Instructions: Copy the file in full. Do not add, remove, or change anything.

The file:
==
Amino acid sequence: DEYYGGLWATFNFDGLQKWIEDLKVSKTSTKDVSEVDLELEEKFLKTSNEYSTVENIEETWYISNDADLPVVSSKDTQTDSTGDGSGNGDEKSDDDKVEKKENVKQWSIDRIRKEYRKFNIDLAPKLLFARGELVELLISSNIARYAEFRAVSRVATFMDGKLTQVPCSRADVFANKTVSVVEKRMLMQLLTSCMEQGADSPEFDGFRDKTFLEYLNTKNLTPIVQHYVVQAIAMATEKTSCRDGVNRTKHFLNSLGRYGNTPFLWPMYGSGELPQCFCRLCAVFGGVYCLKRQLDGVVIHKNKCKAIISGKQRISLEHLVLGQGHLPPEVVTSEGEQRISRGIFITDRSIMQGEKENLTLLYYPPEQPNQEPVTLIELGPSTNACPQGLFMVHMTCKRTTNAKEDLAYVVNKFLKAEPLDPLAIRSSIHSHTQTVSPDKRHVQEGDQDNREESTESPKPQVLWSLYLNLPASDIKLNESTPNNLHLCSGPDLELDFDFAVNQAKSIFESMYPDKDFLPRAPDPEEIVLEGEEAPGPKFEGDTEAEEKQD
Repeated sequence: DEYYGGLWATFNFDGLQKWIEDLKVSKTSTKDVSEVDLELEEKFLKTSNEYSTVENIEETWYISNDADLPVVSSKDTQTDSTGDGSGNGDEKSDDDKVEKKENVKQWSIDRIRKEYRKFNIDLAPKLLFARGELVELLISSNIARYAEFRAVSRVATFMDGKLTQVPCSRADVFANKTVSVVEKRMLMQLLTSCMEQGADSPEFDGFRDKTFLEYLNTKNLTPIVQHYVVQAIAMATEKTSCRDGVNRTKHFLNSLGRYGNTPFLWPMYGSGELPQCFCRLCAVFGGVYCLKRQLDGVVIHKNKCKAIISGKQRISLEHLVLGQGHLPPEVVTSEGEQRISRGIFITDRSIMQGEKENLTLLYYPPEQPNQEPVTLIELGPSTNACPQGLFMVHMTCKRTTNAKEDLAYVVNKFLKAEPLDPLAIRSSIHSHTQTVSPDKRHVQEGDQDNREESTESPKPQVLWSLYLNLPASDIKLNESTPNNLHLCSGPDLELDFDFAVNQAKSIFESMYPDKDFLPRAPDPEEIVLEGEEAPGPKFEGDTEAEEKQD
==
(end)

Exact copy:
Amino acid sequence: DEYYGGLWATFNFDGLQKWIEDLKVSKTSTKDVSEVDLELEEKFLKTSNEYSTVENIEETWYISNDADLPVVSSKDTQTDSTGDGSGNGDEKSDDDKVEKKENVKQWSIDRIRKEYRKFNIDLAPKLLFARGELVELLISSNIARYAEFRAVSRVATFMDGKLTQVPCSRADVFANKTVSVVEKRMLMQLLTSCMEQGADSPEFDGFRDKTFLEYLNTKNLTPIVQHYVVQAIAMATEKTSCRDGVNRTKHFLNSLGRYGNTPFLWPMYGSGELPQCFCRLCAVFGGVYCLKRQLDGVVIHKNKCKAIISGKQRISLEHLVLGQGHLPPEVVTSEGEQRISRGIFITDRSIMQGEKENLTLLYYPPEQPNQEPVTLIELGPSTNACPQGLFMVHMTCKRTTNAKEDLAYVVNKFLKAEPLDPLAIRSSIHSHTQTVSPDKRHVQEGDQDNREESTESPKPQVLWSLYLNLPASDIKLNESTPNNLHLCSGPDLELDFDFAVNQAKSIFESMYPDKDFLPRAPDPEEIVLEGEEAPGPKFEGDTEAEEKQD
Repeated sequence: DEYYGGLWATFNFDGLQKWIEDLKVSKTSTKDVSEVDLELEEKFLKTSNEYSTVENIEETWYISNDADLPVVSSKDTQTDSTGDGSGNGDEKSDDDKVEKKENVKQWSIDRIRKEYRKFNIDLAPKLLFARGELVELLISSNIARYAEFRAVSRVATFMDGKLTQVPCSRADVFANKTVSVVEKRMLMQLLTSCMEQGADSPEFDGFRDKTFLEYLNTKNLTPIVQHYVVQAIAMATEKTSCRDGVNRTKHFLNSLGRYGNTPFLWPMYGSGELPQCFCRLCAVFGGVYCLKRQLDGVVIHKNKCKAIISGKQRISLEHLVLGQGHLPPEVVTSEGEQRISRGIFITDRSIMQGEKENLTLLYYPPEQPNQEPVTLIELGPSTNACPQGLFMVHMTCKRTTNAKEDLAYVVNKFLKAEPLDPLAIRSSIHSHTQTVSPDKRHVQEGDQDNREESTESPKPQVLWSLYLNLPASDIKLNESTPNNLHLCSGPDLELDFDFAVNQAKSIFESMYPDKDFLPRAPDPEEIVLEGEEAPGPKFEGDTEAEEKQD